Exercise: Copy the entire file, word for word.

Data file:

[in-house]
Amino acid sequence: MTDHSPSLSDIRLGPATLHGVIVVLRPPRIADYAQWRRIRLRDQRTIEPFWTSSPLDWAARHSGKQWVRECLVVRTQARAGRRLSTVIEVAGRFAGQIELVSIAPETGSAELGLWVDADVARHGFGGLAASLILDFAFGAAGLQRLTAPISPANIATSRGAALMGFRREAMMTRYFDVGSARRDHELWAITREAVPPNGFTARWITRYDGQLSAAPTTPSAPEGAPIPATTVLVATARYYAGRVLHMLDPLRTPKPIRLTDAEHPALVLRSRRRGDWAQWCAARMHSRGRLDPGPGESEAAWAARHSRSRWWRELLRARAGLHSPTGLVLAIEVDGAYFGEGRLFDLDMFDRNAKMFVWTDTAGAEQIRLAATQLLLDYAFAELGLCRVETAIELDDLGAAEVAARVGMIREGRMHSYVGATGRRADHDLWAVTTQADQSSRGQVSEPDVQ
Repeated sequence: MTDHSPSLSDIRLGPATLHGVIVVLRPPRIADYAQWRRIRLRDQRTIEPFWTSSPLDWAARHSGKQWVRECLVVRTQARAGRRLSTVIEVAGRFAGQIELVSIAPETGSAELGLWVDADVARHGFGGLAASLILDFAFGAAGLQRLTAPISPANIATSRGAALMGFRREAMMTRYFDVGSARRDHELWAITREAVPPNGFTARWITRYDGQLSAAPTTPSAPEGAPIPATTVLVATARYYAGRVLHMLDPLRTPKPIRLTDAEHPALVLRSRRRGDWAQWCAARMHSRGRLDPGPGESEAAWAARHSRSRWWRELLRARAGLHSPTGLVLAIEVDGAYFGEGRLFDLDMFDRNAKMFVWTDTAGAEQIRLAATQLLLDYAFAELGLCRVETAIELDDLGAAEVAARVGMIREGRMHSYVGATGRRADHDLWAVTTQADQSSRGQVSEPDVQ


[in-house]
Amino acid sequence: MTDHSPSLSDIRLGPATLHGVIVVLRPPRIADYAQWRRIRLRDQRTIEPFWTSSPLDWAARHSGKQWVRECLVVRTQARAGRRLSTVIEVAGRFAGQIELVSIAPETGSAELGLWVDADVARHGFGGLAASLILDFAFGAAGLQRLTAPISPANIATSRGAALMGFRREAMMTRYFDVGSARRDHELWAITREAVPPNGFTARWITRYDGQLSAAPTTPSAPEGAPIPATTVLVATARYYAGRVLHMLDPLRTPKPIRLTDAEHPALVLRSRRRGDWAQWCAARMHSRGRLDPGPGESEAAWAARHSRSRWWRELLRARAGLHSPTGLVLAIEVDGAYFGEGRLFDLDMFDRNAKMFVWTDTAGAEQIRLAATQLLLDYAFAELGLCRVETAIELDDLGAAEVAARVGMIREGRMHSYVGATGRRADHDLWAVTTQADQSSRGQVSEPDVQ
Repeated sequence: MTDHSPSLSDIRLGPATLHGVIVVLRPPRIADYAQWRRIRLRDQRTIEPFWTSSPLDWAARHSGKQWVRECLVVRTQARAGRRLSTVIEVAGRFAGQIELVSIAPETGSAELGLWVDADVARHGFGGLAASLILDFAFGAAGLQRLTAPISPANIATSRGAALMGFRREAMMTRYFDVGSARRDHELWAITREAVPPNGFTARWITRYDGQLSAAPTTPSAPEGAPIPATTVLVATARYYAGRVLHMLDPLRTPKPIRLTDAEHPALVLRSRRRGDWAQWCAARMHSRGRLDPGPGESEAAWAARHSRSRWWRELLRARAGLHSPTGLVLAIEVDGAYFGEGRLFDLDMFDRNAKMFVWTDTAGAEQIRLAATQLLLDYAFAELGLCRVETAIELDDLGAAEVAARVGMIREGRMHSYVGATGRRADHDLWAVTTQADQSSRGQVSEPDVQ